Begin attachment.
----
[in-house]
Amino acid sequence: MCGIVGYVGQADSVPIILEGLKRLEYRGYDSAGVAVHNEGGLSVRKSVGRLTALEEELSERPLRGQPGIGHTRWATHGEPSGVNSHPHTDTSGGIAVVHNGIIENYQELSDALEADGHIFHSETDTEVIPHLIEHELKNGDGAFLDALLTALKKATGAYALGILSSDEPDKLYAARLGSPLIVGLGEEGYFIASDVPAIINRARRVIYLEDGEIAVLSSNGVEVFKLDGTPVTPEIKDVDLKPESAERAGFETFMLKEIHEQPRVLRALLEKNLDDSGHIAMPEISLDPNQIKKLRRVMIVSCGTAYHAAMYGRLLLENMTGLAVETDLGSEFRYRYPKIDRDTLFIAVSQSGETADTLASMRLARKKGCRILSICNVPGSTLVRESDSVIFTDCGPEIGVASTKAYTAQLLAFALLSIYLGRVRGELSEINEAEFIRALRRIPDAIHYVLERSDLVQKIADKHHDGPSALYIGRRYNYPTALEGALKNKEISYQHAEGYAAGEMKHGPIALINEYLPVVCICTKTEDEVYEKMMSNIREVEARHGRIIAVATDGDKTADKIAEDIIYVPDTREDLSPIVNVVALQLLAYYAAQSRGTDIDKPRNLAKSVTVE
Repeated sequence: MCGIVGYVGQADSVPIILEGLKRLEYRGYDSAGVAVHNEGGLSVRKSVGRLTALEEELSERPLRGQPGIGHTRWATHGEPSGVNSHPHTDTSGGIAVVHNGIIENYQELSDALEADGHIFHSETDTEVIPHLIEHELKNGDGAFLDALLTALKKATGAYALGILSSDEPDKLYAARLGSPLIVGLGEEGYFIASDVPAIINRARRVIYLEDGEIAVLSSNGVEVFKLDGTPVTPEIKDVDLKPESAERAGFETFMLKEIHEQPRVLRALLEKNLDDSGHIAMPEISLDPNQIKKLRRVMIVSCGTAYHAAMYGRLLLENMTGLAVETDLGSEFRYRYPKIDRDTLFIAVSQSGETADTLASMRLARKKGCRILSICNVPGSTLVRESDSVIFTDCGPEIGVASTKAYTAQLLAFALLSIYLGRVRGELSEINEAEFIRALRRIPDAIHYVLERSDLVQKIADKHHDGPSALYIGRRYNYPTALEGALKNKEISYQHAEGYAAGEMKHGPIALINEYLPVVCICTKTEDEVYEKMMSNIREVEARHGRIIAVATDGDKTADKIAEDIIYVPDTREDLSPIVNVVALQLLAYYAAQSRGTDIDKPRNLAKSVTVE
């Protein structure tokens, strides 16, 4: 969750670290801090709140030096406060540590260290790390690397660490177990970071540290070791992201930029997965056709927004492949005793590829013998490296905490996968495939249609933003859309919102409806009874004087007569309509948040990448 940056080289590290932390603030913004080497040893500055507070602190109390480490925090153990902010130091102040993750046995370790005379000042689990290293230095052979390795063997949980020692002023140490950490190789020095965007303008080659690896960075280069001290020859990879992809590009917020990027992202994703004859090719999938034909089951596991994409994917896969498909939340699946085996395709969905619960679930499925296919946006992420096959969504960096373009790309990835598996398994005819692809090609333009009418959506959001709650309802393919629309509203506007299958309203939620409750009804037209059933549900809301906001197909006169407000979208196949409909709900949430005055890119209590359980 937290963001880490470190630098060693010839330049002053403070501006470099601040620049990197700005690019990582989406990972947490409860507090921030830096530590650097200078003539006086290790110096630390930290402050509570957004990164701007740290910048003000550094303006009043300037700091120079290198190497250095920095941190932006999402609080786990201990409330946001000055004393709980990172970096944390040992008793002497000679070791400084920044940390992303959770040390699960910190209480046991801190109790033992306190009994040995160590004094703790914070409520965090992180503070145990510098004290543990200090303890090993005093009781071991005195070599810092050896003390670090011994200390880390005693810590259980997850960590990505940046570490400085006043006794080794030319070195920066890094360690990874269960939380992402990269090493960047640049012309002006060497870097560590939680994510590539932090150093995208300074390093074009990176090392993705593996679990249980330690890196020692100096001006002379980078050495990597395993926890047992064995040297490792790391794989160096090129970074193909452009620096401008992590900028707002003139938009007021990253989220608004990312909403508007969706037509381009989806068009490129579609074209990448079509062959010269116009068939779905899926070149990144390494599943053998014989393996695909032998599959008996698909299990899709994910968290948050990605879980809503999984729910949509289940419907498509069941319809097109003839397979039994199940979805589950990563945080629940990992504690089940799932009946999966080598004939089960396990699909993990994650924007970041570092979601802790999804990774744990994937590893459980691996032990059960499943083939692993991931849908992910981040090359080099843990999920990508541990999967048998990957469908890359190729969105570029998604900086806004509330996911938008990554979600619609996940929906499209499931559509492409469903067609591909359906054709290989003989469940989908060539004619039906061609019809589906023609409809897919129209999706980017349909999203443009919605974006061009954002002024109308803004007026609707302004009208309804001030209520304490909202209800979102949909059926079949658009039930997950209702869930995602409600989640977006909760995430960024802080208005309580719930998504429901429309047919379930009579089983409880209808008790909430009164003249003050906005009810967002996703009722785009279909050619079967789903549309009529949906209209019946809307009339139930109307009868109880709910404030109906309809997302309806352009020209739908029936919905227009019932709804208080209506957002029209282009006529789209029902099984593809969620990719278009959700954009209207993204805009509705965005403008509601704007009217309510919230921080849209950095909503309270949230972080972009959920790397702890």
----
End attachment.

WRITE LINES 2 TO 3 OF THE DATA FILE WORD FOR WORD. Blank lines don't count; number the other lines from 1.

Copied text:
Amino acid sequence: MCGIVGYVGQADSVPIILEGLKRLEYRGYDSAGVAVHNEGGLSVRKSVGRLTALEEELSERPLRGQPGIGHTRWATHGEPSGVNSHPHTDTSGGIAVVHNGIIENYQELSDALEADGHIFHSETDTEVIPHLIEHELKNGDGAFLDALLTALKKATGAYALGILSSDEPDKLYAARLGSPLIVGLGEEGYFIASDVPAIINRARRVIYLEDGEIAVLSSNGVEVFKLDGTPVTPEIKDVDLKPESAERAGFETFMLKEIHEQPRVLRALLEKNLDDSGHIAMPEISLDPNQIKKLRRVMIVSCGTAYHAAMYGRLLLENMTGLAVETDLGSEFRYRYPKIDRDTLFIAVSQSGETADTLASMRLARKKGCRILSICNVPGSTLVRESDSVIFTDCGPEIGVASTKAYTAQLLAFALLSIYLGRVRGELSEINEAEFIRALRRIPDAIHYVLERSDLVQKIADKHHDGPSALYIGRRYNYPTALEGALKNKEISYQHAEGYAAGEMKHGPIALINEYLPVVCICTKTEDEVYEKMMSNIREVEARHGRIIAVATDGDKTADKIAEDIIYVPDTREDLSPIVNVVALQLLAYYAAQSRGTDIDKPRNLAKSVTVE
Repeated sequence: MCGIVGYVGQADSVPIILEGLKRLEYRGYDSAGVAVHNEGGLSVRKSVGRLTALEEELSERPLRGQPGIGHTRWATHGEPSGVNSHPHTDTSGGIAVVHNGIIENYQELSDALEADGHIFHSETDTEVIPHLIEHELKNGDGAFLDALLTALKKATGAYALGILSSDEPDKLYAARLGSPLIVGLGEEGYFIASDVPAIINRARRVIYLEDGEIAVLSSNGVEVFKLDGTPVTPEIKDVDLKPESAERAGFETFMLKEIHEQPRVLRALLEKNLDDSGHIAMPEISLDPNQIKKLRRVMIVSCGTAYHAAMYGRLLLENMTGLAVETDLGSEFRYRYPKIDRDTLFIAVSQSGETADTLASMRLARKKGCRILSICNVPGSTLVRESDSVIFTDCGPEIGVASTKAYTAQLLAFALLSIYLGRVRGELSEINEAEFIRALRRIPDAIHYVLERSDLVQKIADKHHDGPSALYIGRRYNYPTALEGALKNKEISYQHAEGYAAGEMKHGPIALINEYLPVVCICTKTEDEVYEKMMSNIREVEARHGRIIAVATDGDKTADKIAEDIIYVPDTREDLSPIVNVVALQLLAYYAAQSRGTDIDKPRNLAKSVTVE